There will be a lot of new faces on Capitol Hill come January and as The Hill reports this morning, their first few months will be like the first day you sign up for Facebook: friend requests galore.
Today's story focused on donations from the financial services industry to freshman senators. Banks and their friends and lobbyists know they may get knocked around a bit soon and in past election cycles have started to switch their allegiances. Prior to the Democratic takeover in 2006, these industries gave big money to Republicans. Once they saw the writing on the wall, the financial industry starting moving some of their money over to Democrats.
According to the article, "in 2008, finance and credit card companies gave 56 percent of their donations to Democrats," a pretty big change from 2002 when the industry gave 60 percent of their donations to Republicans.
Campaign contributions helped to put us in this mess to begin with, and some are worried. Here's Ira Rheingold, head of the National Association of Consumer Advocates:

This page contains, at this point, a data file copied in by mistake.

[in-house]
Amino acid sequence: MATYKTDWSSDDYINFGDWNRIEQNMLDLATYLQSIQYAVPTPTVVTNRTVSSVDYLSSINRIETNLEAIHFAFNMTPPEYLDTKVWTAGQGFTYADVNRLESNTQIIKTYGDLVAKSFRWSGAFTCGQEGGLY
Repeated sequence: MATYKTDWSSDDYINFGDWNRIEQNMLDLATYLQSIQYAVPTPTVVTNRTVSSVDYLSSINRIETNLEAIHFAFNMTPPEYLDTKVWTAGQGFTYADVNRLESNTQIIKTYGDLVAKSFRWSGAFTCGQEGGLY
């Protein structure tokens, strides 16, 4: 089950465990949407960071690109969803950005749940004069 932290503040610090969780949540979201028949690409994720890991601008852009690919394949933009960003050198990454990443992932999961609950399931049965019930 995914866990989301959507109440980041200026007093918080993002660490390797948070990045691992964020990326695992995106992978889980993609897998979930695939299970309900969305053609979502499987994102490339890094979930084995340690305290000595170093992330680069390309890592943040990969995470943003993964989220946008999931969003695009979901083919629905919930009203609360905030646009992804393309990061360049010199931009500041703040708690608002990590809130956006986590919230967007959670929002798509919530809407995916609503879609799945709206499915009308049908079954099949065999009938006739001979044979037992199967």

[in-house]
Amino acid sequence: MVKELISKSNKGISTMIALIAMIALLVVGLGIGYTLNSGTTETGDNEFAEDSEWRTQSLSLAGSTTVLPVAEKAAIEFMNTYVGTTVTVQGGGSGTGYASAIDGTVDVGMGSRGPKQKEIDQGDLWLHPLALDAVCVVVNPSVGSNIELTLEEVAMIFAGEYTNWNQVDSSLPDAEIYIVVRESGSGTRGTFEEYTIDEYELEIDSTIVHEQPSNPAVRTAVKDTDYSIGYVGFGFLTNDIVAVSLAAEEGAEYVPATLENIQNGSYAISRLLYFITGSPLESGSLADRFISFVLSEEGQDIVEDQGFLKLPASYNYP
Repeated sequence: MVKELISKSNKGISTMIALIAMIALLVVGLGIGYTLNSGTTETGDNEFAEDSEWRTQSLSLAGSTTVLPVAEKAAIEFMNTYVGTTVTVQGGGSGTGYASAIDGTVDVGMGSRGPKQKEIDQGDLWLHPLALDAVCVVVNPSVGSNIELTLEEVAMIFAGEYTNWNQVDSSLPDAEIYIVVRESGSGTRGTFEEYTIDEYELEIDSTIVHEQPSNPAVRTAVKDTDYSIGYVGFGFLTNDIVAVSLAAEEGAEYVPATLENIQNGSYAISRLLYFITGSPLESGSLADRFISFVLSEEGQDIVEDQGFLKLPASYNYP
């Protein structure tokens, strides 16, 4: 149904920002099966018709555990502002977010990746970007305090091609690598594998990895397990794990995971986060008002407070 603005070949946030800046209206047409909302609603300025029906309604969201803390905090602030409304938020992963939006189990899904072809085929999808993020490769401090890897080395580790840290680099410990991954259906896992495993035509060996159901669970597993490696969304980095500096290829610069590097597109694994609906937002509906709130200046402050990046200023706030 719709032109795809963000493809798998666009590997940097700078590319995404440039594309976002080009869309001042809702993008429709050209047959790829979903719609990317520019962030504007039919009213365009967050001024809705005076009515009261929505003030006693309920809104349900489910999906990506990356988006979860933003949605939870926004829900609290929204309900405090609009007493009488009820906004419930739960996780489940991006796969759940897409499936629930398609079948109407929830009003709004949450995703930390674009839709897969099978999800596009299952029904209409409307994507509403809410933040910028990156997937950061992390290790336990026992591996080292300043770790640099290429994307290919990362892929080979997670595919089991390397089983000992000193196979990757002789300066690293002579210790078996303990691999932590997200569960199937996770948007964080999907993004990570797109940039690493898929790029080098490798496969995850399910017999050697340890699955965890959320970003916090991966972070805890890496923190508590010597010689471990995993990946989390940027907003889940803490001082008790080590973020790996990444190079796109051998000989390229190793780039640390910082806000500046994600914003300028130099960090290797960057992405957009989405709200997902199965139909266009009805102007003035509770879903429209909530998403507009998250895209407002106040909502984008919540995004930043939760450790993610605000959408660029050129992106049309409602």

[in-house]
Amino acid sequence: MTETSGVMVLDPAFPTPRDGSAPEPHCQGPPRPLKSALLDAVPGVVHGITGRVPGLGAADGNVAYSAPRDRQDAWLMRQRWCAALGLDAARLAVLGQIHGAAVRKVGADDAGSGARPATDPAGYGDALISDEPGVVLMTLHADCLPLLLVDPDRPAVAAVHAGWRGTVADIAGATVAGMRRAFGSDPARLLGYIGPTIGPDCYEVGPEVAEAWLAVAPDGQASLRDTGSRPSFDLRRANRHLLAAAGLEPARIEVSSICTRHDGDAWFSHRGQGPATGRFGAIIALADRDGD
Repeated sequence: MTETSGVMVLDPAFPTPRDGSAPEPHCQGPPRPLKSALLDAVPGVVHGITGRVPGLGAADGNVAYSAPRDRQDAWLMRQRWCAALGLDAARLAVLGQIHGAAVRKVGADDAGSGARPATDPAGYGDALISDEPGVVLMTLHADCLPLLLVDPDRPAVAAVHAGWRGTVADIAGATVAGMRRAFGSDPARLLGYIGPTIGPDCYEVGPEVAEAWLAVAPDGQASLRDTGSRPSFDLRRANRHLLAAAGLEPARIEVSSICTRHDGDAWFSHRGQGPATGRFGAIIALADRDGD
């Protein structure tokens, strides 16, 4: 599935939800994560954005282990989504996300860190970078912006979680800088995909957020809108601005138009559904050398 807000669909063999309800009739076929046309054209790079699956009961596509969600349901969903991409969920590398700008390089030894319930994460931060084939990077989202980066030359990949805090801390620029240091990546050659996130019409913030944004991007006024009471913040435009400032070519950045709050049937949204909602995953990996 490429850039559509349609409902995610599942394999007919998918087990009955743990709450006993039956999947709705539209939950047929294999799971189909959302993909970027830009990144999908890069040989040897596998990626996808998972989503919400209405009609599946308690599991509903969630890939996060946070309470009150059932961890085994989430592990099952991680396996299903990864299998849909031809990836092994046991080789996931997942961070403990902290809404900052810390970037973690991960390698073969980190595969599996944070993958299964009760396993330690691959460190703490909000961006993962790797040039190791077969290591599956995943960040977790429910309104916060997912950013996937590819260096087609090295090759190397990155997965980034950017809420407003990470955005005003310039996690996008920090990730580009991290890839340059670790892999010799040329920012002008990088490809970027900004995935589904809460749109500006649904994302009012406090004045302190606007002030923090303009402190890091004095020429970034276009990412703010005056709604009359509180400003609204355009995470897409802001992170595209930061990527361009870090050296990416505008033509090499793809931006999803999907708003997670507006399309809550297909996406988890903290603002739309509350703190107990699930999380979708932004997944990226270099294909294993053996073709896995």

"It scares me. The fact that they contributed a lot should not weigh heavily in policymaking. But we live in Washington and it's hard not to be cynical when we see that the people who are going to be charged with regulating the industry and restricting the way they act have received a lot of money from them."
According to recent polling, voters are worried too. When offered the statement, "Large campaign contributions from the banking industry to members of Congress have resulted in lax oversight and have been a major factor in causing the current financial crisis on Wall Street," 70 percent of survey responds agreed they did.
We'll have to see what happens.